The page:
Playing the Yankees on Labor Day that year, Shibe Park saw the A’s draw their largest crowd of the season: 36,021 for a doubleheader. The second game went into the tenth inning in a 6-6 tie, a long game made even longer, in George’s opinion, by the wandering strike zone of home plate umpire Joe Rue. They had snapped back and forth at each other all day, and as George left the field at the end of the tenth, Rue muttered something that lit George’s notoriously short fuse. What it was, even George wouldn’t repeat; only explain that it was an insult “No man where I come from will take.” And so, he turned back to Rue, asked the umpire if he had heard him correctly, and when it was confirmed, struck him with the flat of his hand, drawing blood above the ump’s right eye.
History paints George as the aggressor here, and he was, but had the two not been separated by the other umpires, Rue, who had raised his mask over his head to beat George with it in retaliation, would have done even more damage.
The umpires weren’t finished eliciting insults no one wanted to repeat. George was, obviously, ejected from the game, and returned to the dugout, where Connie Mack asked him what the hell was going on. George relayed whatever mysterious trigger word Rue had uttered, and then it was Mack’s turn to convene the umpiring crew. Only he was Connie Mack, not some back-up catcher hitting .174. Mack sent out an emissary to summon Cal Hubbard, one of the umpires who had helped separate the two, but both men were locked in a momentary power struggle, each wanting the other to come to them. Hubbard told Mack’s representative, using a word author Norman L. Macht wouldn’t even repeat in 2015, when his chronicle of Mack’s final years in baseball was published,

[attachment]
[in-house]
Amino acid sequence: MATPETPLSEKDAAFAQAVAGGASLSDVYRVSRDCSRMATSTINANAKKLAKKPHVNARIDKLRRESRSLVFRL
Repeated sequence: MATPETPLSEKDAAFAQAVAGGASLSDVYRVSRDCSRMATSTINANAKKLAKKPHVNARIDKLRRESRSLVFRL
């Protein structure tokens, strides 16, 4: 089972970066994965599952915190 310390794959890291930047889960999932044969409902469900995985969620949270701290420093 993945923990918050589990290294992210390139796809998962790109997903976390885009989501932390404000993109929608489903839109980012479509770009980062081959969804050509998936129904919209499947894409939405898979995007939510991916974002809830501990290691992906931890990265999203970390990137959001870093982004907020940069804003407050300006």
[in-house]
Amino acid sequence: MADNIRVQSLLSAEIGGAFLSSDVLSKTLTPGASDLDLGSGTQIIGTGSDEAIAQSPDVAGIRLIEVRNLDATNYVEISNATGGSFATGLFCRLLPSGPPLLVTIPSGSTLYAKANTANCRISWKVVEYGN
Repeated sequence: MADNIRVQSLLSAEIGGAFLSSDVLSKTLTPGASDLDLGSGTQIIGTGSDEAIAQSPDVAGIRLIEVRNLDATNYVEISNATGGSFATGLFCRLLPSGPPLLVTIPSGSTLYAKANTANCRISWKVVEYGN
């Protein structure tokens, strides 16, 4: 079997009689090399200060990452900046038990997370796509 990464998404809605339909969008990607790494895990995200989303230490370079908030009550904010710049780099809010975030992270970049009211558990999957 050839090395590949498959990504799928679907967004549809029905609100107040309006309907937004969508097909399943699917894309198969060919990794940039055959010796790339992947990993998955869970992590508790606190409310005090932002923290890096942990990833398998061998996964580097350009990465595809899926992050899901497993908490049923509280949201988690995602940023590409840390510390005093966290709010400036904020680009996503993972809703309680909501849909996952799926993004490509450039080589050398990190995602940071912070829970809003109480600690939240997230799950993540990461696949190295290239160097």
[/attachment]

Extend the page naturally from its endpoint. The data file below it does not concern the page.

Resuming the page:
“You tell that old [so-and-so] if he wants to see me to come out here.”
Well, you know Connie Mack wasn’t going to acquiesce to a smart-mouthed umpire’s demands, and by the time the quivering messenger had returned and conveyed Hubbard’s insult, a small fire had broken out in Mack’s brain. The meeting never happened, and everybody stayed mad.
George wound up suspended, despite Mack’s support in the proceedings.
“You’ll never play another game in the big leagues,” Hubbard had promised George during the brouhaha. And, with the confusingly impenetrable influence of the Cult of Major League Umpires, the league made his words true.
George stuck around in the minors until 1953, when he was 40 years old. In 1998, the year before he died, Greek George was 86, the oldest living Greek-American Major Leaguer. He eventually passed away at his home in Metairie, Lousiana.
As Brad Lidge once uttered after Dickie Noles told a story about hitting George Brett in the head with a pitch, “Boy; the game has changed.” And indeed it has. Baseball’s more tobacco juice-stained days are over, and with them went a lot of the brawling, threatening, and attempted murder to make the sport more family friendly. But we all know how Greek George felt that day; wronged by an umpire, helpless to defend himself, and overcome with primal rage.
Greek George displayed the fury on this day, seven decades ago, that most players and all fans have felt toward an umpire at some point in their lives, and he paid for it dearly. But at least you can say one thing of the weak-hitting catcher: He went down swinging.
- The Grand Old Man of Baseball: Connie Mack in His Final Years, 1932-1956, by Norman L. Macht
- The Cleveland Indians Baseball Team, by David Pietrusza
- Baseball’s Golden Greeks: The First Forty Years, 1934-1974, by Diamantis Zervos